Of all the changes we’ve seen at Disney Parks over the past few years, few have caused more controversy than park pass reservations…and all current signs indicate they’re here to stay.
For those unfamiliar, the Parks Pass reservation system was a change introduced by Disney following the long pandemic closures of 2020. In order to control park capacity levels, Disney began requiring reservations for visit one of its parks. Reservations are available in a limited capacity for three “groups” of Guests: Disney Resort Guests, Annual Passholders and All Others.
Park pass reservations have certainly played an important role in helping Disney reopen its parks, but the system has lingered well beyond the lifting of other pandemic measures. In fact, every recent statement from Disney management has hinted that the system is here for the long haul.
Mandatory reservations mark one of the biggest changes to the Disney experience in the company’s history, and the system has certainly earned its fair share of criticism. If we’re stuck with park reservations for the foreseeable future, it’s worth asking an important question…
Is the Disney Parks Pass reservation system entirely a bad thing?
I want to clarify that I’m coming from the perspective of someone who misses a lot from pre-pandemic Disney parks, like the ability to unannounced as a pass holder. Like many readers, I’m not a fan of Genie+ and many of Disney’s sweeping cost-cutting measures. At the same time, I wanted to weigh fairly whether there could be any benefits from the reservation system as long as it remains in place.
What are the real pros and cons of Disney requiring park pass reservations?
1. Inside Out – Crowds can’t get out of hand so easily
If there’s one positive thing to take from the Disney Parks Pass Reservation System, it’s the effect it’s had on crowd management at Walt Disney World.
The original goal of Parks Pass Reservations was to limit capacity to reasonable levels as part of Disney’s pandemic safety measures. Although most of these restrictions have been lifted, attendance limits have remained in place. While these limits are nowhere near as low as they were during the pandemic, the choice to limit park attendance has had a positive effect in preventing extreme peak days.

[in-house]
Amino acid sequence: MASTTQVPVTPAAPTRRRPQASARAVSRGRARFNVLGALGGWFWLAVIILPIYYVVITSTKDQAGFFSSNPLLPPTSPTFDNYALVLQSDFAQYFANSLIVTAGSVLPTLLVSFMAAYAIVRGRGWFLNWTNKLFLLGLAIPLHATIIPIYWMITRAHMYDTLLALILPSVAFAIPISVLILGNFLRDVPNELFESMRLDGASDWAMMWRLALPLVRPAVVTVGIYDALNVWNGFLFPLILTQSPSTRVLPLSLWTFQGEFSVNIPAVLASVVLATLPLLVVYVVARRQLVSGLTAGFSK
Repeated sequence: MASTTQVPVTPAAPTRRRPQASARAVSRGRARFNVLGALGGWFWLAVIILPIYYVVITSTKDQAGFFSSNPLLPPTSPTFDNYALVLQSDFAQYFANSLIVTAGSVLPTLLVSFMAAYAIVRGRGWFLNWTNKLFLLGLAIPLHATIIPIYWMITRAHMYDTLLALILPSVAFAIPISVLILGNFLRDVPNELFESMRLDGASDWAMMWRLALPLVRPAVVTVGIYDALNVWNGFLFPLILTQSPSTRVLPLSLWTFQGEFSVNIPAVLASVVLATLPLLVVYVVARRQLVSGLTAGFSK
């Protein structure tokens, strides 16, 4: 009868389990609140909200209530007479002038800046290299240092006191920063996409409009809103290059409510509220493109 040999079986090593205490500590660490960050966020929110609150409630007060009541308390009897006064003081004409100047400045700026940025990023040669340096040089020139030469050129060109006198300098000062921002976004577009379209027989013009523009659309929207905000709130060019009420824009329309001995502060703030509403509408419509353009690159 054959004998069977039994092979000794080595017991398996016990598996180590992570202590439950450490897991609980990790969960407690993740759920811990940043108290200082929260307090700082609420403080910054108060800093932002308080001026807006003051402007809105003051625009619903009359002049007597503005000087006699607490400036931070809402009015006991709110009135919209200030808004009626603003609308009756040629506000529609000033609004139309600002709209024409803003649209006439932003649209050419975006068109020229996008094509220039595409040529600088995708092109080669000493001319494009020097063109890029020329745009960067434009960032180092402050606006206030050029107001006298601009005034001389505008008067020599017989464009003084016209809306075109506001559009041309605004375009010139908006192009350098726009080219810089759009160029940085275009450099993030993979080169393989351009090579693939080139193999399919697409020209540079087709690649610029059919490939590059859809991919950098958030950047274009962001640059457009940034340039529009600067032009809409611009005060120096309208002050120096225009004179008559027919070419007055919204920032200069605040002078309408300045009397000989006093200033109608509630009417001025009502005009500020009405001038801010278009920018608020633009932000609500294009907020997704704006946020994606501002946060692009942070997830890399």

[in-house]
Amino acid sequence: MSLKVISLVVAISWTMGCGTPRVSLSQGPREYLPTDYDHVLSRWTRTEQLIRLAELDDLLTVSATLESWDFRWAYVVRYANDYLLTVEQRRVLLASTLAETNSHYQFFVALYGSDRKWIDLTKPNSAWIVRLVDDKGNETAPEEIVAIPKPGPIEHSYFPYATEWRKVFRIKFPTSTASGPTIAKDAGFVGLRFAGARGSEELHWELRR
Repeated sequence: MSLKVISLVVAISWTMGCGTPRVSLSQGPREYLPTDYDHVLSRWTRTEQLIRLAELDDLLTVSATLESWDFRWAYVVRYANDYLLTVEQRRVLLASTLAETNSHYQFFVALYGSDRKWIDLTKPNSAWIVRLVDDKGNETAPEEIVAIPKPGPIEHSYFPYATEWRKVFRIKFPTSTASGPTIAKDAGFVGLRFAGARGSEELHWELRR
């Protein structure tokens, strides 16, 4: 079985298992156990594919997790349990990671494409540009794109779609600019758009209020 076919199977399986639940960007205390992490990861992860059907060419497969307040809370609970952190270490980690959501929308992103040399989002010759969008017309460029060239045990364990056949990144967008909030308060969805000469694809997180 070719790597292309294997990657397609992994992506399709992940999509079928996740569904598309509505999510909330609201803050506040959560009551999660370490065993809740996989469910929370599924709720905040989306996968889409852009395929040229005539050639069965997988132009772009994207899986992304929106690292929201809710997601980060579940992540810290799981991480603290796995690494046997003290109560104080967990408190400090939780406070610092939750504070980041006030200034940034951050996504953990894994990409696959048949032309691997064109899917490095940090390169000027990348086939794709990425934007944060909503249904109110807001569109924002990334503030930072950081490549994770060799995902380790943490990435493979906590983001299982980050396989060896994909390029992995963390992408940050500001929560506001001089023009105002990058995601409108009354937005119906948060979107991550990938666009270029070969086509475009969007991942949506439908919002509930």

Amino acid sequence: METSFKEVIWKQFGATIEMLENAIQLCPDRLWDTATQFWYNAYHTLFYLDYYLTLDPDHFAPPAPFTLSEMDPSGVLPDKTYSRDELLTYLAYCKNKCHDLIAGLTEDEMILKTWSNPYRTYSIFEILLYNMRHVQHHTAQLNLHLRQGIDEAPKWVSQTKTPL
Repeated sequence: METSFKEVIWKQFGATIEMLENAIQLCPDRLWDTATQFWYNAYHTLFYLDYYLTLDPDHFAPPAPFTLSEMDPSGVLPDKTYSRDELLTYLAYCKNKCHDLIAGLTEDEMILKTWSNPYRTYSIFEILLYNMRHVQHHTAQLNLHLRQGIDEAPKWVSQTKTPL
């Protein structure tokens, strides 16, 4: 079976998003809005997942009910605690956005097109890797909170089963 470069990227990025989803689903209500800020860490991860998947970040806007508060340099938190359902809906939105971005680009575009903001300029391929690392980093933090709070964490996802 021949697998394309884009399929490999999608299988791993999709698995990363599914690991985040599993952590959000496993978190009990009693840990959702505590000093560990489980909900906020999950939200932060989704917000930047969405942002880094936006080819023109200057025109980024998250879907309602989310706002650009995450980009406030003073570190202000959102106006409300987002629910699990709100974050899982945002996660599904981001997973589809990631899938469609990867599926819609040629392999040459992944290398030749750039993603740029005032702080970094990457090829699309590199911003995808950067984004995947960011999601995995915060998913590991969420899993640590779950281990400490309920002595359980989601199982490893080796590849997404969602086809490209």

Prior to park reservations, customers took some risk if they visited during a busy season like spring break or around major holidays. On July 4 and New Years Day in particular, Disney has routinely been forced to limit entry to Magic Kingdom due to skyrocketing demand.
By limiting capacity to even a small extent, Disney has taken a step forward to prevent extreme surge days and limit the sting of ultra-busy seasons. This is certainly a positive point, especially for those who have had no choice but to visit during these tumultuous times of the year.
2. Downside – Walt Disney World always feels quite crowded
While the park’s limited capacity can certainly have some positive effects, that doesn’t necessarily mean Disney is limiting attendance to a comfortable number. Increasingly, customers are noticing that when parks reach reservation capacity, they definitely feel busy.
This makes sense from a business perspective, as Disney’s primary focus has been to restore revenue streams lost during the pandemic. It remains in their interest to get as many people into the parks as their resources allow. That means there are definitely days when the Disney parks feel busy, even with the reservation system in place. This tends to be most noticeable at both the Magic Kingdom and Disney’s Hollywood Studios.
Unfortunately, as long as demand remains high, it seems likely that Disney will continue to push the limits of attendance, generating the most revenue while still being on the verge of managing guest comfort with certain attendance limits.
3. Upside down – Disney can better allocate resources in the parks
There is no doubt that the Parks Pass reservation system offers a major advantage to Disney: a better allocation of resources.
I know… not the most exciting topic, at least not for the guests.
The benefits for Disney are significant, however.
If Disney knows how many guests are visiting a particular park on a particular day, they can plan staffing, supplies, and other budget factors with an accuracy that simply wasn’t possible in pre-pandemic free-for-all. . Staffing shortages proved to be one of the biggest hurdles Disney struggled to overcome, and the park’s capacity limitation allowed them to balance cast-to-guest ratios much more easily than before.
CEO Bob Chapek and Disney management have been hard at work on this particular perk, trying to sell it as a game changer for the future of Disney parks. The theory is that if Disney can fine-tune its budgets using Parks Pass Reservations, it can manage its revenue streams more efficiently without having to increase ticket prices, which ultimately means savings for customers. While this is great news for Disney as a company, we have to admit we’re skeptical about one thing…